How to write a student travel award application

I love going to scientific conferences. They provide me with great opportunities to learn about exciting new research, expand my professional network, and catch up with colleagues and old friends. Over the last few months (and at this point in previous years) I’ve spent some time evaluating student applications for a couple of different conference travel awards. Many academic societies offer such awards, providing grants to support and encourage undergraduate and / or postgraduate students to attend their annual conferences. This year I had more applications to read than usual, and found myself noting some of the same points (both good and bad) many times. So, while this is all fresh in my mind, here are my top five tips for writing a good travel award application*.

 


1. Provide all the information you’re asked for, and in the format requested

This might sound obvious, but some people don’t, and if we’re struggling to make decisions it is easy to justify excluding an incomplete application. If we ask for a cover letter, your CV, and a reference letter from your lecturer or supervisor, make sure we get all of those things. If we ask for a single PDF, don’t send two Word documents and an Excel spreadsheet.


2. First impressions count

Perhaps I’m being a bit old-fashioned, but a concise and well-written cover letter is not going to harm your application and may even help. You’re applying for a professional award from a professional organisation. If possible, find out the name of the contact person for the award and address your cover letter to that person. If you start your letter with “Dear Professor Smith” or “Dear Selection Committee” you will make a much better first impression than the student whose letter starts with “Hi!”. Likewise, if the application letter needs to be detailed, and I need to read 30+ letters, good use of punctuation and well-structured paragraphs will make my life a lot easier (and make me a lot happier) than a two page stream of consciousness.


3. Tell us why you deserve an award

All of the conference awards I have evaluated have ranked candidates based on both excellence and enthusiasm. This latter point is especially true for undergraduate travel awards, where applicants may not have had much opportunity to gain research experience or demonstrate their excellence in ways other than exams. So make sure that you use your cover letter as an opportunity to sell yourself to the committee, to emphasise your excellence and your enthusiasm. Don’t just hide the key points in your CV and assume we’ll notice them. Did you come top of your year in your biochemistry / ecology / genetics / whatever-the-conference-topic-is classes? Tell us. Were you selected for a summer internship in your lecturer’s research lab? Tell us. Can you demonstrate your enthusiasm through your involvement in the student science society? Tell us. Have you already published papers from your thesis or made an important discovery? Tell us. Did you receive a University award? You get the point!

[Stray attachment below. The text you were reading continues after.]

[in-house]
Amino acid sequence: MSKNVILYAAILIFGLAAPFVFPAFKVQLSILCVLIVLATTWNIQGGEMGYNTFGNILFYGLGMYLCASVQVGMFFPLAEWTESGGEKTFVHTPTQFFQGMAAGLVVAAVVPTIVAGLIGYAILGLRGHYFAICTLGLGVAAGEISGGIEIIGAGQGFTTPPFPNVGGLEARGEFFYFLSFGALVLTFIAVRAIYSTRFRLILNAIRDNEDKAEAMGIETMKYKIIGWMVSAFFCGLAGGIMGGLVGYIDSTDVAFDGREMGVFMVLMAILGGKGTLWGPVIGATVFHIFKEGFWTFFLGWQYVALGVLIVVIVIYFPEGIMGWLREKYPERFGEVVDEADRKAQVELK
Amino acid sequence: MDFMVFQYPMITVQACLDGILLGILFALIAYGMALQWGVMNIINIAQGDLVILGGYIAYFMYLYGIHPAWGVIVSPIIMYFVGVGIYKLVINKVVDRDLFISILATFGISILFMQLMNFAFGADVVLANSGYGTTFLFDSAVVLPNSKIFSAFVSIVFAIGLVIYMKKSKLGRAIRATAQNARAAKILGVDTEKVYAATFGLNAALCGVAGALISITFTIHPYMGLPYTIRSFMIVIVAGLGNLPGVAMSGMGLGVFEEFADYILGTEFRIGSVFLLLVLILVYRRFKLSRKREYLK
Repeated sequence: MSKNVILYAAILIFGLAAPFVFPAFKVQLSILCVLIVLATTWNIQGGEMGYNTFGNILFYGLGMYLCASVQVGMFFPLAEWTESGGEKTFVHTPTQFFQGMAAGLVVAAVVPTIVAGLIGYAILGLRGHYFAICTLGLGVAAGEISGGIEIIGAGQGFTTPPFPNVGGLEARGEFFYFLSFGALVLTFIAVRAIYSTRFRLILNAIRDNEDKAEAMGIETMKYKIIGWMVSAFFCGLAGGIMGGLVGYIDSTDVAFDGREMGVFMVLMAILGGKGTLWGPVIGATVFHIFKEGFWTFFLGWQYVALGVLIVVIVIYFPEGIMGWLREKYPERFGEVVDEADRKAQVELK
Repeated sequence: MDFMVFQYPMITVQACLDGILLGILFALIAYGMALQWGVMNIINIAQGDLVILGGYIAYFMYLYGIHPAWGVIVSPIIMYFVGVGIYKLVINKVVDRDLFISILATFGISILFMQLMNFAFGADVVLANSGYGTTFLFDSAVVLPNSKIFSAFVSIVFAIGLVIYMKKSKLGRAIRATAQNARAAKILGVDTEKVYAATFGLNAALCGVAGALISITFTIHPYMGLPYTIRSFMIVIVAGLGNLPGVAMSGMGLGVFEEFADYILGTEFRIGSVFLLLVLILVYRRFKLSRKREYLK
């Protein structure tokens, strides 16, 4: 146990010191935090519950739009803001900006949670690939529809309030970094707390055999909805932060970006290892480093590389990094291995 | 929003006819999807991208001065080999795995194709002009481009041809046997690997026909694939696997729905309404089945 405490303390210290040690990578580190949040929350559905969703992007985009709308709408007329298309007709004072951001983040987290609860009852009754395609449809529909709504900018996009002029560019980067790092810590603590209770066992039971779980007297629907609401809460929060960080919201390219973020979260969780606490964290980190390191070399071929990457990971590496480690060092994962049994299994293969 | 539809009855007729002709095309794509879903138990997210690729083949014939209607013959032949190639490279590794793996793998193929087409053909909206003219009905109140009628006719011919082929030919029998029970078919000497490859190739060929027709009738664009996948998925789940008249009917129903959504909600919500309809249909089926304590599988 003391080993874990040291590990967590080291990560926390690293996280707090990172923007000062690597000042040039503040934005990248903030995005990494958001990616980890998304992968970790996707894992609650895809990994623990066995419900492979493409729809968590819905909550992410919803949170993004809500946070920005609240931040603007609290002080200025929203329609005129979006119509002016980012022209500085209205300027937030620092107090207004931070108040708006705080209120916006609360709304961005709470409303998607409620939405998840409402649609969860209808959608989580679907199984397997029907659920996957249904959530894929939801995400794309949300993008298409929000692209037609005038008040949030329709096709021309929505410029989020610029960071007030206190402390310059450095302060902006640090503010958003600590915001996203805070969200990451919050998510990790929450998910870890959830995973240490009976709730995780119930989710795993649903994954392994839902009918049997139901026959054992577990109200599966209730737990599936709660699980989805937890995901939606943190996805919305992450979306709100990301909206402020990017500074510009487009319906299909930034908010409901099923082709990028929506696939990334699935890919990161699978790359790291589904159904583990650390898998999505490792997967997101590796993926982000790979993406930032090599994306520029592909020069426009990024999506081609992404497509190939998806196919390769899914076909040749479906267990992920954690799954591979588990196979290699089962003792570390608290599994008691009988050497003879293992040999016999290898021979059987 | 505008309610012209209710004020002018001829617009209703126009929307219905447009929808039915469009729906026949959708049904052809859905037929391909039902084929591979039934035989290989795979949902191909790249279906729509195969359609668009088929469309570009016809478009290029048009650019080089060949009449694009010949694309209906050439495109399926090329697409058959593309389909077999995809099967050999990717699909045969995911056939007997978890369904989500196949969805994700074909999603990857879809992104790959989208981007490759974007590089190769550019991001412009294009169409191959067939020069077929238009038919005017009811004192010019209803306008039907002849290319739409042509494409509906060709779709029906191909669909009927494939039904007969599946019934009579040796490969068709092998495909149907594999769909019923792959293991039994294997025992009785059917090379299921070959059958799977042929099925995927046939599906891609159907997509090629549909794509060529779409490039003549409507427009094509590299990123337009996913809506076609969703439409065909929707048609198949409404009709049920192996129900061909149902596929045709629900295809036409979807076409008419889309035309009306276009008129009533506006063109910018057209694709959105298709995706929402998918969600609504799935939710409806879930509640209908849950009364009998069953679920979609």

4. Show you’ve done your homework

We’re funding you to come to our conference. Naturally we think our conference is wonderful, but we would like to know why you’re interested in coming. Hopefully it isn’t just for a week’s holiday at a resort / mountain / beach location! If you can, take some time to read through the society / conference website. Most conferences will publish details of symposia and plenary speakers well in advance, even if the final program isn’t confirmed until almost the last minute. Is there a symposium that really excites you? Tell us about your interest in that field of research. Maybe one of the invited speakers is a famous international scientist whose papers you’ve read during your course / cited in your thesis. You don’t have to go into a lot of detail, but this is a great way to signal that you have a real interest and enthusiasm in the area. Some of the applications that most impressed me this year came from students who identified specific speakers whose work inspired them, or specific symposia that motivated their interest in attending.


5. Tell us how this award will help you

Most societies are keen to help their members develop their careers, and student awards are one way that a society can invest in the future of its members. We’re also keen to encourage promising students to develop their careers in our field. So tell us how a travel award will contribute to your career development. Perhaps attending our conference will help you to decide whether a career in science is really for you, or to define which research topic you’re most interested in pursuing for your PhD, or allow you to meet with potential postdoc advisors. Of course we understand that not all students will have a full career plan worked out just yet, but we’re keen to know what you think you will get out of the conference experience.


I hope this post will help you or your students in the next round of travel award applications. There are always many more applicants than we can possibly fund, but of course if you don’t apply you definitely won’t get funded – so good luck!

 

* Caveat: my experience is in biology, I’d be interested to learn if things work differently in other areas of science.

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3 Comments Add yours

  1. Rebecca Hammonds says:

    This was very helpful! Thanks!

    1. Anna MacDonald says:

      No problem Rebecca, glad it was useful!

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